“My meds are too expensive- what to do?”

The modern pharmaceutical industry has revolutionized treatment of psychiatric illness- but all that progress comes at a cost. Medication prices continue their march upwards, insurance gets less generous rather than more generous over time, and people often struggle to pay their bills, for meds and otherwise. What to do?

Tell me about the problem. Don’t be embarrassed- as with any other problem, I can’t help you unless I know about it. This is something I deal with literally every day of my working life- we’ll work together to find a solution.

Shop around.  CVS and Walgreens are great pharmacies- if you have good insurance. They basically never have the best prices for meds. As with any other consumer good, shopping can bring big savings. Kroger, Meijer, Wal-Mart, and Costco are good alternatives.

Look into mail order. Mail order is often an option under insurance, and offers 3 months’ worth of meds, often at a substantial discount to the monthly local pharmacy price.

Try out http://www.goodrx.com. Goodrx offers discount coupons for a variety of meds, and for expensive generics the savings can be dramatic. This is a free coupon and product. Many of my patients tell me with goodrx the cash price with coupon is often less than their copay using insurance! Using goodrx can be a little tricky for Medicare patients. By law Medicare patients are not supposed to use discount coupons (why not is an interesting question, and I can offer my thoughts on that if you’re interested). Many times your usual pharmacy will not honor goodrx coupons if you’re a Medicare patient. You can go to another pharmacy and tell them you’re paying cash and not going through insurance and make it work. Not ideal, but. . .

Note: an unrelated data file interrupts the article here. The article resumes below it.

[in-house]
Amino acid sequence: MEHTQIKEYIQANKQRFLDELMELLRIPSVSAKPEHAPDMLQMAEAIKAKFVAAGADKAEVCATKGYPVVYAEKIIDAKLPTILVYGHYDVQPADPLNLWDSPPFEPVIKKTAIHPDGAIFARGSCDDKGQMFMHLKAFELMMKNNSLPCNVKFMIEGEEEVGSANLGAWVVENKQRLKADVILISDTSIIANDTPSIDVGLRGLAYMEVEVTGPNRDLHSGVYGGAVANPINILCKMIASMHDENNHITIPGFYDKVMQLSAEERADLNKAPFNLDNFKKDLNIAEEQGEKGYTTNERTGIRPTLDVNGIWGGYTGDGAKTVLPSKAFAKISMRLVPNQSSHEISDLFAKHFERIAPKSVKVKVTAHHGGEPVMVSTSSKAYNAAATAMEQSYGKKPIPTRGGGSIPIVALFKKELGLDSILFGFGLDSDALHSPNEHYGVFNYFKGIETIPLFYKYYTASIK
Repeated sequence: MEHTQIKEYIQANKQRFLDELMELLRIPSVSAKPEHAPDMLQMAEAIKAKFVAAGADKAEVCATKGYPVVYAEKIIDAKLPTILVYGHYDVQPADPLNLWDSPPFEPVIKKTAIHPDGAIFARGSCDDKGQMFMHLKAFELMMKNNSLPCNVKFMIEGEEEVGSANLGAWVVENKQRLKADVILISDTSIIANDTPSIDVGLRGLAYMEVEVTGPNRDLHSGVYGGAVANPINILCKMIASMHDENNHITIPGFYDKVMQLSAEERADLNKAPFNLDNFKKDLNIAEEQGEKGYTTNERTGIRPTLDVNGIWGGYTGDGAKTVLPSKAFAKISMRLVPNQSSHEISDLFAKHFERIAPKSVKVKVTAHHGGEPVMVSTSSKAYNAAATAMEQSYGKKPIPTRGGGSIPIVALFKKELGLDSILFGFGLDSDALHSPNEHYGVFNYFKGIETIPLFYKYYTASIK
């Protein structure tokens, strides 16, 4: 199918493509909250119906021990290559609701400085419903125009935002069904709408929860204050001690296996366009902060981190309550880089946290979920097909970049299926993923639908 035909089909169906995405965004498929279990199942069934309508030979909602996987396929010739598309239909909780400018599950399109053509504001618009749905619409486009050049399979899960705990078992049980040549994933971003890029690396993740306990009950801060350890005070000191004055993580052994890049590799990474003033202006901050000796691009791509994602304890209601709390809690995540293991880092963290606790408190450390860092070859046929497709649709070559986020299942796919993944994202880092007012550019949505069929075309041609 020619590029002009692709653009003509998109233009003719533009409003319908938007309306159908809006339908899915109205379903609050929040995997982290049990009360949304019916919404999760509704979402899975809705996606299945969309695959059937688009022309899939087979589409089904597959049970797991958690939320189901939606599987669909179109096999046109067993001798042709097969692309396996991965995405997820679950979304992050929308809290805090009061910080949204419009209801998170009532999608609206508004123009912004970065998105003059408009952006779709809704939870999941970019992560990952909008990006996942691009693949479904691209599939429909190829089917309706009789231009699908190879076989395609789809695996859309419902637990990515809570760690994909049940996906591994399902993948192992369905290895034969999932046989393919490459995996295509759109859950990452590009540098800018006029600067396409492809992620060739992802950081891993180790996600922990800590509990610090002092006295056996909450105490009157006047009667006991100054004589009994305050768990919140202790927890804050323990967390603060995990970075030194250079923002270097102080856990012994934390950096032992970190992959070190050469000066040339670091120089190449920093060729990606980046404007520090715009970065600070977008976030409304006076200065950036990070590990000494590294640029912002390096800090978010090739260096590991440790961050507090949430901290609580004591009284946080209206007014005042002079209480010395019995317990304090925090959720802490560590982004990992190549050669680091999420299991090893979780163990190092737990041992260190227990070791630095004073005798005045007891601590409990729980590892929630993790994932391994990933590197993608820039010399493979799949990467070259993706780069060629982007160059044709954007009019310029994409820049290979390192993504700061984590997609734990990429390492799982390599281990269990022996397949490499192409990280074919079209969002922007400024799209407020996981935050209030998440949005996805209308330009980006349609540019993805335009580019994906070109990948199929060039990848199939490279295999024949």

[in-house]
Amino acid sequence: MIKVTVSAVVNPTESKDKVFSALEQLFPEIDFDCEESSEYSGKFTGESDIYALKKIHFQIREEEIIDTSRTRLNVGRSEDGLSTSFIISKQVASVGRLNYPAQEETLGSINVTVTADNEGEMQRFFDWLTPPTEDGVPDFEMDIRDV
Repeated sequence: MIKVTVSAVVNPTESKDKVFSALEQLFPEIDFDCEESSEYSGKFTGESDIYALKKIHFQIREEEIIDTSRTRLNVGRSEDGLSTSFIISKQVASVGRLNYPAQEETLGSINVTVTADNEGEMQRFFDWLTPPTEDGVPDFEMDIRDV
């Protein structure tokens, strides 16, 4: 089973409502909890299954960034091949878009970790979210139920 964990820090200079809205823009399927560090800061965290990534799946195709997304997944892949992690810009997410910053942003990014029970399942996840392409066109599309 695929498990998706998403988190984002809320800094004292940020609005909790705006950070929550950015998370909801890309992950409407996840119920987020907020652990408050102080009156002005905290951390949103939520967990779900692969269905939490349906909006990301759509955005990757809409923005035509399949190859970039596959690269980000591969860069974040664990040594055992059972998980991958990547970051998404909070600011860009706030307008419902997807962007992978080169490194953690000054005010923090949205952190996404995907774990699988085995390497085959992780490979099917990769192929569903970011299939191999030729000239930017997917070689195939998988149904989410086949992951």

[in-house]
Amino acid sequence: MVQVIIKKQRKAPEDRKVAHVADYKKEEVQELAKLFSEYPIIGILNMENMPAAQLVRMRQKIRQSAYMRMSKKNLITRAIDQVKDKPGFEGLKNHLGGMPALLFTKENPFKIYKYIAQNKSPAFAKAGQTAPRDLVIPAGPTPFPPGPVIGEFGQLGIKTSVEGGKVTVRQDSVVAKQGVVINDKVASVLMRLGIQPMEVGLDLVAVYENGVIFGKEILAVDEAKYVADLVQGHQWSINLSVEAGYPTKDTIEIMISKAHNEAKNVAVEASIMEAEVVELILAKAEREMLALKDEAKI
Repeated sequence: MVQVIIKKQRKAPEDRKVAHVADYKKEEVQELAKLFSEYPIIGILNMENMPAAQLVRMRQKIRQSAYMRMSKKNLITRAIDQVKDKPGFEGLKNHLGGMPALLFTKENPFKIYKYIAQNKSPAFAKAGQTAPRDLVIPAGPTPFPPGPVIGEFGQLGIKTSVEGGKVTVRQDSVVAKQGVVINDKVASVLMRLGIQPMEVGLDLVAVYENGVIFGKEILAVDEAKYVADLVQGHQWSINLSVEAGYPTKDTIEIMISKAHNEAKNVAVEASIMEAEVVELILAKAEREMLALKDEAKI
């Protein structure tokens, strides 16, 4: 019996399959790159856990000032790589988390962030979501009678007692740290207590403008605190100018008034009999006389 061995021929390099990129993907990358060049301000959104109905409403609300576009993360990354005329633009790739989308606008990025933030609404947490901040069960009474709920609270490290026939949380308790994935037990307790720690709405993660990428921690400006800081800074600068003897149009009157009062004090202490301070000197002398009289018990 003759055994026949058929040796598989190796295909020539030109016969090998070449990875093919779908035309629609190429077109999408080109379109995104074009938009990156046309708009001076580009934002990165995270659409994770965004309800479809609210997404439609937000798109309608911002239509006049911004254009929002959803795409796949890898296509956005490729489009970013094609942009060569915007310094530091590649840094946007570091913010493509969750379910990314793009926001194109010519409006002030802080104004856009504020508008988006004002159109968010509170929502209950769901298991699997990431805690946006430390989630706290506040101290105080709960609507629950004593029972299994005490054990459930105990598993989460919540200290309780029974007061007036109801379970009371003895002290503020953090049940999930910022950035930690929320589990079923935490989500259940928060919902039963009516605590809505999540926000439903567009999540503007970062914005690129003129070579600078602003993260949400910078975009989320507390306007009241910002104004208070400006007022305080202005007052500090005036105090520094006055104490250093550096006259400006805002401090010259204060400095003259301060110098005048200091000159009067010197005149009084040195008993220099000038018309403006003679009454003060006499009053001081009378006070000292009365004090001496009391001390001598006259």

Cut tablets in half .  Medication pricing is interesting- often different strengths of the same medicine cost about the same per pill. Cut the pill in half and it lasts twice as long! Doesn’t work with capsules, obviously.

Look into low-income programs from the drug manufacturer. Only works for brand-name drugs. Go to the drug’s website and you can often find information on this. Only works if you’re truly low-income- but limits vary from company to company. Worth looking into.

Ask about samples. Companies vary on how generous they are with samples, and their generosity can vary over time as well. For branded meds where no other solution works, I can do my best to keep you in samples. Not an ideal long-term fix, but one of my mottoes is, “to get to the long term you have to get through the short term first!”

Look at alternative meds.  I’m always reluctant to change a medicine that’s working because of economic reasons- the reality is that has to happen sometimes. Almost always there’s a cousin (close or distant) of an expensive med that’s significantly cheaper- it would be worth trying this vs. not taking anything at all.

Hope the above helps! I would encourage everyone to be a good citizen- educate yourselves on the issue of medication prices and write to your Congressman and Senators and ask them to work to help with this important national problem.